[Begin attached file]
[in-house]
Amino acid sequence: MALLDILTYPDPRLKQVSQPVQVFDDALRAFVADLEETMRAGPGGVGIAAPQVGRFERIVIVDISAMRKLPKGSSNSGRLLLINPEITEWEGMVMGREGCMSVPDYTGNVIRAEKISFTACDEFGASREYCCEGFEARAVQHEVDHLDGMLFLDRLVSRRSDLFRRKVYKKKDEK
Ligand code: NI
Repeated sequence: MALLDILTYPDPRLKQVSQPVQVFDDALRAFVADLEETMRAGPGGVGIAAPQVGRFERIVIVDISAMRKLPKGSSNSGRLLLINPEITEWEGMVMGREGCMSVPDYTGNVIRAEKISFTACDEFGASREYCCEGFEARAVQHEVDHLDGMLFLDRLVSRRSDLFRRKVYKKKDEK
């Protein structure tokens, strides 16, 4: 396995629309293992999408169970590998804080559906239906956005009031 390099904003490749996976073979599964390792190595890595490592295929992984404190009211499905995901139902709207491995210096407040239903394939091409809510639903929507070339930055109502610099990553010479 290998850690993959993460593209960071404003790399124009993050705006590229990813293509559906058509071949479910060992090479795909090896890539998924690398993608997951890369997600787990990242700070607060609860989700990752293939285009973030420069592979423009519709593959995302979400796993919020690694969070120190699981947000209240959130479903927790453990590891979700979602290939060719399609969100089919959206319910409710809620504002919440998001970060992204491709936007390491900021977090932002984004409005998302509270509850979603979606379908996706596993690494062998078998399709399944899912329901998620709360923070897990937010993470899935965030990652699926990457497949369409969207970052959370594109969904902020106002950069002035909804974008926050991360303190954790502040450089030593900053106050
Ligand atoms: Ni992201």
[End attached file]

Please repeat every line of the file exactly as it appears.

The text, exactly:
[in-house]
Amino acid sequence: MALLDILTYPDPRLKQVSQPVQVFDDALRAFVADLEETMRAGPGGVGIAAPQVGRFERIVIVDISAMRKLPKGSSNSGRLLLINPEITEWEGMVMGREGCMSVPDYTGNVIRAEKISFTACDEFGASREYCCEGFEARAVQHEVDHLDGMLFLDRLVSRRSDLFRRKVYKKKDEK
Ligand code: NI
Repeated sequence: MALLDILTYPDPRLKQVSQPVQVFDDALRAFVADLEETMRAGPGGVGIAAPQVGRFERIVIVDISAMRKLPKGSSNSGRLLLINPEITEWEGMVMGREGCMSVPDYTGNVIRAEKISFTACDEFGASREYCCEGFEARAVQHEVDHLDGMLFLDRLVSRRSDLFRRKVYKKKDEK
């Protein structure tokens, strides 16, 4: 396995629309293992999408169970590998804080559906239906956005009031 390099904003490749996976073979599964390792190595890595490592295929992984404190009211499905995901139902709207491995210096407040239903394939091409809510639903929507070339930055109502610099990553010479 290998850690993959993460593209960071404003790399124009993050705006590229990813293509559906058509071949479910060992090479795909090896890539998924690398993608997951890369997600787990990242700070607060609860989700990752293939285009973030420069592979423009519709593959995302979400796993919020690694969070120190699981947000209240959130479903927790453990590891979700979602290939060719399609969100089919959206319910409710809620504002919440998001970060992204491709936007390491900021977090932002984004409005998302509270509850979603979606379908996706596993690494062998078998399709399944899912329901998620709360923070897990937010993470899935965030990652699926990457497949369409969207970052959370594109969904902020106002950069002035909804974008926050991360303190954790502040450089030593900053106050
Ligand atoms: Ni992201």